Imagine that library B depends on library A and both work with Java 8. If library A releases a new version that requires Java 11, library B cannot upgrade to the new version of library A unless it also starts requiring Java 11. If library B is not able to do that—for instance because it must work in an environment such as App Engine that does not yet support Java 11—it must keep using the older version of library A, missing out on security and bug fixes in the newer version.
Thus, libraries should not require a new minimum Java version until actively-maintained dependents already require that version of Java. It is rarely possible to wait for all dependents to upgrade. Some projects are abandoned or lightly maintained and may never upgrade.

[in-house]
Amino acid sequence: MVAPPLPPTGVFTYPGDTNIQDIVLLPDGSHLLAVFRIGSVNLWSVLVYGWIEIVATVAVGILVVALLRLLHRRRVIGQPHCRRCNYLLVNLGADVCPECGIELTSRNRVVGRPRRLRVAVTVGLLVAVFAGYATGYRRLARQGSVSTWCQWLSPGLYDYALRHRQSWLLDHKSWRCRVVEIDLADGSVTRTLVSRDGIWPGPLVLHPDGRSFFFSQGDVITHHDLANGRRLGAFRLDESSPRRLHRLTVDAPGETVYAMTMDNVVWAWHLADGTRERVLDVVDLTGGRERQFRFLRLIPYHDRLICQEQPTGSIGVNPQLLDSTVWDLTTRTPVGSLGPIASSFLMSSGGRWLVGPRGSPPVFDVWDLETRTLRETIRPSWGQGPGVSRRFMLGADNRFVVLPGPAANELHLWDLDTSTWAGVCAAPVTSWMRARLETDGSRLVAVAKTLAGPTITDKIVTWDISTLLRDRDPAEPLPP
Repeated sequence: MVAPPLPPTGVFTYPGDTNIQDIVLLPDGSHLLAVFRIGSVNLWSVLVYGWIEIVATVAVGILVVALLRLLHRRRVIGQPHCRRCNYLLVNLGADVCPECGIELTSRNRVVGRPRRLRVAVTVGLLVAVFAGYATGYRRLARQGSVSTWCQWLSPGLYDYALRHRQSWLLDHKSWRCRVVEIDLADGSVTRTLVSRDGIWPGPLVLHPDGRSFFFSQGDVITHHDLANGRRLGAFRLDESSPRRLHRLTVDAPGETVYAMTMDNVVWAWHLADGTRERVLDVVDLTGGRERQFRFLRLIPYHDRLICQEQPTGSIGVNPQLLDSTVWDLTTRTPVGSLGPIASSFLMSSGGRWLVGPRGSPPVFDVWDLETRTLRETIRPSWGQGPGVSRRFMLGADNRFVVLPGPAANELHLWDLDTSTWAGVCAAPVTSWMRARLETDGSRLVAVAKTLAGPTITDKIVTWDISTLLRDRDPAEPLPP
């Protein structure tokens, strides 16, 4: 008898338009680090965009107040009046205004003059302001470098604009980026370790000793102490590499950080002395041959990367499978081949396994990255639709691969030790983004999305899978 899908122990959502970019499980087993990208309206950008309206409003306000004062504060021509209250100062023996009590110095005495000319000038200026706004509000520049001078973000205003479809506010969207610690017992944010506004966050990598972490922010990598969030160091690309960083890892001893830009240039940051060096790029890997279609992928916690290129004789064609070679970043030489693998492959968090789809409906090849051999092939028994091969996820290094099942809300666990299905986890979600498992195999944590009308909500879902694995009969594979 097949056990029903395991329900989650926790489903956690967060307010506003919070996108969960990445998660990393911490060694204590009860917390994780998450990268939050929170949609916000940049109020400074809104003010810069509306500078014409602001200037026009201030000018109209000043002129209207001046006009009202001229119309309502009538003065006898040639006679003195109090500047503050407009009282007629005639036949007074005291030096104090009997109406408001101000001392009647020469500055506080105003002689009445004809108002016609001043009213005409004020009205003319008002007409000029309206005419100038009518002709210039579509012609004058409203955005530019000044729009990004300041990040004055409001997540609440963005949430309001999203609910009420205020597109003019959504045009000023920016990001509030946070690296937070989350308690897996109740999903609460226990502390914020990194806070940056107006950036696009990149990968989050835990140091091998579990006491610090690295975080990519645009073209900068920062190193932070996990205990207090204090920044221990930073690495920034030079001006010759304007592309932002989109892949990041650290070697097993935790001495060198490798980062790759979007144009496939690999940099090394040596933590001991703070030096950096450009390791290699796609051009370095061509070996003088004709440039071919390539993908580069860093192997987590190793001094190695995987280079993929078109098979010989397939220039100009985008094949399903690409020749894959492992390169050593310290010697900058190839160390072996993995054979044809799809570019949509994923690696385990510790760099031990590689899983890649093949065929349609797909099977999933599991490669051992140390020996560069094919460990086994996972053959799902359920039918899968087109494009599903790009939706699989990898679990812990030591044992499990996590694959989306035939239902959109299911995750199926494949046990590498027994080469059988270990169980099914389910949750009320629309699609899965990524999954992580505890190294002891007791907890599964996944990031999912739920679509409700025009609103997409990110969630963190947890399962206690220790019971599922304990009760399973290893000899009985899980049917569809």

As an alternative, to support both dependents on the old version of Java and dependents wanting features provided by a newer version of Java, you can continue development in two forks, version N for the older version of Java and version N+1 for the newer version of Java. Typically in this case, the major version is incremented to distinguish the two versions. The Java package and Maven coordinates should be the same in the new major version.